putting on thick homemade soup with chunky bread. They want to work with produce people who do the paddock-to-plate experience creating a marvellous opportunity to expand the gourmet farm-type thing. Most of all, they want to keep it local and give people a taste of what the Fleurieu Peninsula has to offer in artisan-type of produce and art.
Suzanne, a British lass who grew up in Melbourne, jokes it was her hippy dream of running a menagerie of darling little animals and big ones like horses on 20 acres for something to do that led them to thinking about entering the grape business. “Now we have 150 acres of vines, a dog, a cat and five chooks,” she says.
“I was nervous at the start… I used to get in here to work the Pinot block in the morning and feel challenged even before I had begun. ‘What have we done?’ I’d ask myself. Time has moved on, we have learned more and wine has been made, but there are still times when I get anxious. Now we have to work on making sales, but it’s all part of the adventure.
“I am happy. Before all this I was in childcare part time, and it’s nice knowing the babies don’t move anywhere now… I know where those grapes are at all times.”
Tod and Suzanne, who have teenage children, Sydney and Rex, obviously have no regrets about entering the wine game. When they moved from Melbourne to Adelaide – where Tod grew up – because of his work, they liked it so much he resisted the chance to return to Melbourne in a different banking role and took on what he described as an “amazing seachange”.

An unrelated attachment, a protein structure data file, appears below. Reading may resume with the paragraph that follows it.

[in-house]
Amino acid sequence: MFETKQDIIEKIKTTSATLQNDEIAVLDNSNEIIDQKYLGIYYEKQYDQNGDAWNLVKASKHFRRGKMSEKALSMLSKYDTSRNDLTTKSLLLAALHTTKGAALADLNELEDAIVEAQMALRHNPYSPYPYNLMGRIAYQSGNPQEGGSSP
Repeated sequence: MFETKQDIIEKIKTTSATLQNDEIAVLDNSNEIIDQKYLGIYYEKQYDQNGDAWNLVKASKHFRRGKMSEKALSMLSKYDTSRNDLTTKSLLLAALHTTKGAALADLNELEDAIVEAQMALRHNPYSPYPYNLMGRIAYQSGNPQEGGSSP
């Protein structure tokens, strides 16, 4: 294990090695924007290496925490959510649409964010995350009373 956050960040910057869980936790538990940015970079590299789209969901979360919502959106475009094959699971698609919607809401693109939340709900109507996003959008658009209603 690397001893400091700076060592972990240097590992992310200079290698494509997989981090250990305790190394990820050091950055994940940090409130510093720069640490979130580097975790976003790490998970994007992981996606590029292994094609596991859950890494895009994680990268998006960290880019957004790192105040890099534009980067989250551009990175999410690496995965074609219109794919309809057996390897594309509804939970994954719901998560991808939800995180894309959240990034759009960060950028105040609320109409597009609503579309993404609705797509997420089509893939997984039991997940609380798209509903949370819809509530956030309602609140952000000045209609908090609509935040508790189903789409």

“We decided to take on something different,” Tod said. “I thought this is where I want to be; where I am going to put my effort into for my own dreams and vision.
“I had no background or sound knowledge for the wine industry. It was to a degree daunting, but there are a lot of people around here willing to help you. There are some really wonderful people in the industry that continue to give me advice and help me along the way.
“We owe a lot to our financial planner David Nelson, who convinced us to take this on, and our viticulturalist David McCormack, who has been a mentor. He has got me to a point where I know what is going on like when to clean the pipes, when I need to do something in the filter shed… now I need to go and look at the vines.
“And there is the winemaker Simon Parker in McLaren Vale who guides us through every step of the process and working hands-on all the way; the list goes on.”
The result is a few bronze medals among a range of fine wines including a sparkling red, Shiraz, Cabernet, Merlot, Semillon, Chardonnay and Pinot Noir.
“The Shiraz has a spicy vanilla taste about it… a bit of chocolate in there. It’s young, it’s fruity and it’s not too old and dusty,” Tod said. “The sparkling red; I just love the bubbles. We call it black forest cake in a bottle; it has cherries and plums. A lot of people think it’s sweet, but it’s just the fruit coming through. There’s a bit of Shiraz in there to give it some punch as well.” No wonder he got out of the bank.